Perfectionism and Competitiveness: Are You a Winner or a Loser?

winningHas perfectionism or competitiveness ever strangled the joy out of your muse? Both traits can be creative suicide for a writer—or, at the very least, they can rob you of a much needed desktop Snoopy Dance.

Example: Today, I received an email from Jessica Strawser, editor of Writer’s Digest. I felt a flutter of excitement and knew it had something to do with the results of the competition I entered back in May. The subject line “Your Self Published Book Entry” was a pretty solid clue I was right. My muse whispered, “Get ready to dance. It must be good news or you wouldn’t have gotten an email.”

So, I opened the email and read: “One of my most enjoyable tasks as editor of Writerโ€™s Digest is passing along good news to writers. This is one of those fun occasions. It is my pleasure to tell you that your book, The Break-Up Diet: A Memoir in the Life Stories category, has been chosen as an Honorable Mention in the Writerโ€™s Digest 17th Annual International Self-Published Book Awards. Your book will be promoted in the March/April issue of Writer’s Digest. In addition, you will receive a letter, a Notable Award Certificate and $50 worth of Writer’s Digest Books.”

When I read the words “honorable mention,” my heart sank. It felt like I’d received a thanks-for-participating ribbon like the ones handed out in grade school. Instead of elation, I immediately told my muse she would have to work harder next time. Write a better book. Tell a more compelling story. Something. Something to make it win. It didn’t matter to me that there were probably hundreds of writers who didn’t receive an email at all. It mattered that my book wasn’t good enough to win.

Yes, I am self-aware enough to understand that my reaction is self-flagellation. My perfectionism and competitiveness are the same personality traits that made me hound my university English professor about why I received an A- in one of her classes and an A in the other. Why the A- grade? What could I have done differently? Better?

I know I’m tough on myself and I’m competitive. I believe there is always room for improvement—in anything and everything I do. But today, I realized how much joy I lose when I let those tendencies run roughshod over the moments I should be celebrating: the milestones, the acknowledgments, the good reviews, etc.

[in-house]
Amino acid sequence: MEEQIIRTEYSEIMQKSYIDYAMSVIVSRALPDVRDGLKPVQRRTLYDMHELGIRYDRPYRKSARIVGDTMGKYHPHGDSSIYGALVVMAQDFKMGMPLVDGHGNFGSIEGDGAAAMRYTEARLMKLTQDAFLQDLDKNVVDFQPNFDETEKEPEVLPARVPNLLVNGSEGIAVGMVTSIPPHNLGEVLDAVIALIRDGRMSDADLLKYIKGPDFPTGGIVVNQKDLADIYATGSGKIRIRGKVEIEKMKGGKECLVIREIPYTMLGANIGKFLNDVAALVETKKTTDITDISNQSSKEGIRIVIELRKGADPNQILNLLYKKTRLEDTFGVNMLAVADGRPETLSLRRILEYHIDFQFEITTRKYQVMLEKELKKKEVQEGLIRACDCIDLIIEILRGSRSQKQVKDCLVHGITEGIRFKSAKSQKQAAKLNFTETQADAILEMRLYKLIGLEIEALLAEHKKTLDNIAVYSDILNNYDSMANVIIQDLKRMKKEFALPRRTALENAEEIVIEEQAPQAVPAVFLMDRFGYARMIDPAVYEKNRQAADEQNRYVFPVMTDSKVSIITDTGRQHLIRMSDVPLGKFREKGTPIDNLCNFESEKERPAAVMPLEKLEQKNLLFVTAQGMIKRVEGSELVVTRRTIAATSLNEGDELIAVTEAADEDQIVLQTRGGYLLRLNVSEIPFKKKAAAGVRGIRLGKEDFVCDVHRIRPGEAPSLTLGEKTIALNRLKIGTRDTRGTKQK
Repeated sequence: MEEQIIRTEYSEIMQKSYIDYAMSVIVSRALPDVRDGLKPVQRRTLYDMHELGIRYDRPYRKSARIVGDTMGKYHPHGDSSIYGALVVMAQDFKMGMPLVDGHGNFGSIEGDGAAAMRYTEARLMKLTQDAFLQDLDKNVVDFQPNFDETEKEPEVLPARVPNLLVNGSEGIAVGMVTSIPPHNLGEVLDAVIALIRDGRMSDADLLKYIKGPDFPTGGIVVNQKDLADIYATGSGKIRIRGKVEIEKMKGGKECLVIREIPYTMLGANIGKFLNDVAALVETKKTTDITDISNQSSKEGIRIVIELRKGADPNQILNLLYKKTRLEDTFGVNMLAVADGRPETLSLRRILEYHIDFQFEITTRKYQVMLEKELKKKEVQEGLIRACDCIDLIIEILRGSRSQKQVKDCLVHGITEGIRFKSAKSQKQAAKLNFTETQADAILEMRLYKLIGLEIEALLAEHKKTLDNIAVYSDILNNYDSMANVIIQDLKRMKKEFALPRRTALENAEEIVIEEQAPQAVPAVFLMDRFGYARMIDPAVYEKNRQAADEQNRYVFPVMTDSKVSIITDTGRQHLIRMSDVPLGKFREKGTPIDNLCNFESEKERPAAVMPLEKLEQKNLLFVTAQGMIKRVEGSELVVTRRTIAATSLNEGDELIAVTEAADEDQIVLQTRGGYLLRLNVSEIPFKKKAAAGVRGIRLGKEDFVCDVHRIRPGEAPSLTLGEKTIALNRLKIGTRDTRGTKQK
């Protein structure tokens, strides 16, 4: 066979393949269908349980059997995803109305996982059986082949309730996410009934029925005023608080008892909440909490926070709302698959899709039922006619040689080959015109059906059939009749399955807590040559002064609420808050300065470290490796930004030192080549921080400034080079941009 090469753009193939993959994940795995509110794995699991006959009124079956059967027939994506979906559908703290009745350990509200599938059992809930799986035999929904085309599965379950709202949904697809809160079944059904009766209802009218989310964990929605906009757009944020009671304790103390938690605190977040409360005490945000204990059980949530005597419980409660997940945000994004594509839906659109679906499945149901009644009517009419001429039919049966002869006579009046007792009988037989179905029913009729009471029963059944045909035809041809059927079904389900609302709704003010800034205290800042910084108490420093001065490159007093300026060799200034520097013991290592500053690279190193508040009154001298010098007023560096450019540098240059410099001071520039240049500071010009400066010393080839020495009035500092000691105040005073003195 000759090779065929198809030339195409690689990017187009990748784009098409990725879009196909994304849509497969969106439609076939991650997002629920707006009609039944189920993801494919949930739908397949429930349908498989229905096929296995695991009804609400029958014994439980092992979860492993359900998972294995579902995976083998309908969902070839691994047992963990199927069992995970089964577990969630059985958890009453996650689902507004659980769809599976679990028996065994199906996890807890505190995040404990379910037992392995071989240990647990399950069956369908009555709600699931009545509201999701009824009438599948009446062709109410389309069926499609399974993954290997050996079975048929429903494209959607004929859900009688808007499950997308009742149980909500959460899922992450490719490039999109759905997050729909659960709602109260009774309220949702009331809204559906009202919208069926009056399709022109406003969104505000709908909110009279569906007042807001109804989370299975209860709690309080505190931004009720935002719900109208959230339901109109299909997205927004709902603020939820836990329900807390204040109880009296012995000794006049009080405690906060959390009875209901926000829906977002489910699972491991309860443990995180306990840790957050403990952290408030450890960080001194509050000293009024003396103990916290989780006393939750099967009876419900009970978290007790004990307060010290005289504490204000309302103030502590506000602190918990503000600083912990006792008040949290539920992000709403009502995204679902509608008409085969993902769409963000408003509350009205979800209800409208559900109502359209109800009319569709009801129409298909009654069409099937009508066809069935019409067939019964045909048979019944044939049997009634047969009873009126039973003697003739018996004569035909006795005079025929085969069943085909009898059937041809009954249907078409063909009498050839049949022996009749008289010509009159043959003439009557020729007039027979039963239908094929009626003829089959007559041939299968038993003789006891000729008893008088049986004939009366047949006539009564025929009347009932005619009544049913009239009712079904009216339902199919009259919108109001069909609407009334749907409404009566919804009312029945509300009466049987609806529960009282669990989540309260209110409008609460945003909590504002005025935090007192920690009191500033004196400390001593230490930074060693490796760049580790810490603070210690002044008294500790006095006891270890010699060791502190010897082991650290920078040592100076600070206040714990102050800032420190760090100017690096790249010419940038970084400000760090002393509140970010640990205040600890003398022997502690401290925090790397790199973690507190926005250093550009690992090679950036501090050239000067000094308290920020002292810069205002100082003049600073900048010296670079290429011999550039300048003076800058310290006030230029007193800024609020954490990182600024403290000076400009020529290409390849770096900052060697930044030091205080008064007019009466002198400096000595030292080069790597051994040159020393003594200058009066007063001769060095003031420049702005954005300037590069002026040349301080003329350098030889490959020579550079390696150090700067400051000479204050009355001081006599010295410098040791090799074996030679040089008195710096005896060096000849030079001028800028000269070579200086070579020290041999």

So, I’ve decided that when I receive my March/April issue, I’m going to frame the magazine page my book title appears on as a reminder to be joyful and grateful for my accomplishments. And I’m looking forward to expanding my writing craft library with my $50 worth of WD books!

Ok, dear readers, I showed you mine, so what are your writer demons?

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Published by Annette Fix

Annette's Paper Trail is a collection of writing, publishing, and promotion related blog posts, writing craft articles, interviews with authors and publishing industry professionals, and resources complied by Annette Fix.

16 thoughts on “Perfectionism and Competitiveness: Are You a Winner or a Loser?

  1. Thanks for the congrats, Sandy. I was surprised to see this post resonate with so many writers. It’s good to know I’m not the only neurotic writer out there. LOL

  2. Wow. Hey Jane! It was nice of you to pop over to my little blog and take the time to post a comment. Thank you so much for the encouragement (and for the honorable mention)! ๐Ÿ˜‰ I’ve already browsed the WD bookstore and have made a list of my prize books. Very excited. Receiving the box will be like Christmas—when you get exactly what you want. ๐Ÿ˜€

  3. Dear Annette,

    Undoubtedly, every writer wants to be at the top of the pack — and that competitive instinct helps us do better next time and prevents us from resting on our laurels.

    Yet, as a Writer’s Digest editor since 2001, I just wanted to let you know that it’s extremely difficult to achieve honorable mention in this particular contest. We only select the titles we find particularly worthy.

    While not 1st place, I hope the recognition provides some encouragement that you’re doing something right. ๐Ÿ™‚

    Best wishes & good luck!

    Jane Friedman
    Publisher, Writer’s Digest

  4. Losers?! There’s no such thing. We’re all hopeful participants. And as Margo mentioned, judging contests is so subjective. I’ve judged flash fiction contests for a couple years and when two stories were equally well written and engaging, it just came down to which story resonated with me personally.

    WD is supposed to send out the gift certificates/credit for the WD books in Dec. I haven’t yet checked the list of titles to see what I want. I may just mosey over to their site and do that now…

  5. I heard that all the winners have been alerted by emails already. But for losers, they will receive a letter rating the plot, character, book design etc. I haven’t received it yet but I’m in Australia so it may take a while. Maybe next year I’ll fare better. BTW, I entered a sci fi.

    Keep us posted when you receive the prize. Congratulations again!

    Bargain with the Devil